Google has clearly indicated that AI can create its cryptographic standard – which is indeed a critical step towards automating encryption. In a paper released by the Google team, it indicates that the three neutral networks developed – Alice, Eve, and Bob – were able to carry out the individual tasks that were assigned to them.
For instance, Eve (the hacker) was able to crack the message sent to Bob for decrypting by Alice, the message sender. The hacker was asked to crack the message without using any key. Here, all the three networks were asked to make up the message as they went along. Google team was able to demonstrate that it was possible to train Alice and Bob to defeat the strongest version of Eve.
15, 0000 simulations were carried out, and Bob together with Alice were able to decrypt and send secure messages, but Eve remained unsuccessful in trying to decrypt the messages. In another exercise – asymmetric encryption – things turned out to be a bit difficult. In this case, the outcomes were different and harder to analyse. It was only when Eve got trained that it became easier for him to decrypt the messages sent between Alice and Bob. However, Alice and Bob could communicate secretly.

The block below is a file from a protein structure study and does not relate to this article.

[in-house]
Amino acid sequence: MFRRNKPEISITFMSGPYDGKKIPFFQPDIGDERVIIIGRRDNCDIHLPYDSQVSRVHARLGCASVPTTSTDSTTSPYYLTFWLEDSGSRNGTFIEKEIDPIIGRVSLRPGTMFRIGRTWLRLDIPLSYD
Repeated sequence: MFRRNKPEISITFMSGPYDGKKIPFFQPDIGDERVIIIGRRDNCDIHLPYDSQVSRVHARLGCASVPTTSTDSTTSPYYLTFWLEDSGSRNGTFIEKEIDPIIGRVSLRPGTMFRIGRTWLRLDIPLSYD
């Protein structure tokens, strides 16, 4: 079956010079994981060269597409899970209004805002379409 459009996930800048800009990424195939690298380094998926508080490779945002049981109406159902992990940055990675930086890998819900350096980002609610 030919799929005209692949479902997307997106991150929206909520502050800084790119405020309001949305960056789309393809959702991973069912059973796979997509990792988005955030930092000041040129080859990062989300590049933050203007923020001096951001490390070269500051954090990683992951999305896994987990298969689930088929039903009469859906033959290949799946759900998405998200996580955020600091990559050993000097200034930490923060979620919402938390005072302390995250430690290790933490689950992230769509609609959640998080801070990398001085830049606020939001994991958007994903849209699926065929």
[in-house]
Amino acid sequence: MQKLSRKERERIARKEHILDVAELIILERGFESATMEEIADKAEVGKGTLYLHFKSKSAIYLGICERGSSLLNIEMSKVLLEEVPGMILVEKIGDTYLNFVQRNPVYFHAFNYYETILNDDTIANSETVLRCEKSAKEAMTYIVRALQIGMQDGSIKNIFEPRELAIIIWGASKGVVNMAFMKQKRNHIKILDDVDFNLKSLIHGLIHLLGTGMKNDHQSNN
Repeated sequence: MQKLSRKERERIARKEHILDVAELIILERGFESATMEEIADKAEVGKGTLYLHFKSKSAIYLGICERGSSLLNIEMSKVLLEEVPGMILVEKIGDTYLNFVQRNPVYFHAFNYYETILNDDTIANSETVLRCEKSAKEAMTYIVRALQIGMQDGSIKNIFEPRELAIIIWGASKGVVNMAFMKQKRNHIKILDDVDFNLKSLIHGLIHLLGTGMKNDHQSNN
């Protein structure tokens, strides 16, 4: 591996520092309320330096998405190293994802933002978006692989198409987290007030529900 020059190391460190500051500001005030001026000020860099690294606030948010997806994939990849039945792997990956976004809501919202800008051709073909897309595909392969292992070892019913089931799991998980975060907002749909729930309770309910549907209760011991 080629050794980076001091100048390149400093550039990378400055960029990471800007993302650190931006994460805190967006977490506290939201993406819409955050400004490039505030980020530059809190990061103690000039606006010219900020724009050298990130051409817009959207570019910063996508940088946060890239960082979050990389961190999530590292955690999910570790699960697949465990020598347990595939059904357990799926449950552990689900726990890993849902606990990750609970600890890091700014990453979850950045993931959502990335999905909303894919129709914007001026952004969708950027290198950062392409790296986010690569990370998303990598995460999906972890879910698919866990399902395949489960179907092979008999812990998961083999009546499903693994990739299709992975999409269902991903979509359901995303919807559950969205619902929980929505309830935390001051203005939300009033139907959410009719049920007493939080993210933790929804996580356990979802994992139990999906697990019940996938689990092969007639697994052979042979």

The exercises were simple; they did not include cryptographic algorithms to come up with complex systems, according to the academic paper presented. This is particularly true since the networks used a set of secrecy specification backed up with training objectives. While the system remains simple, the research indicate that the method appears dynamic with the capability of gaining strength as hackers try to crack it.
The networks are set to drastically increase security; it will be interesting to observe the level of adoption among businesses – but its future looks clear and quite promising.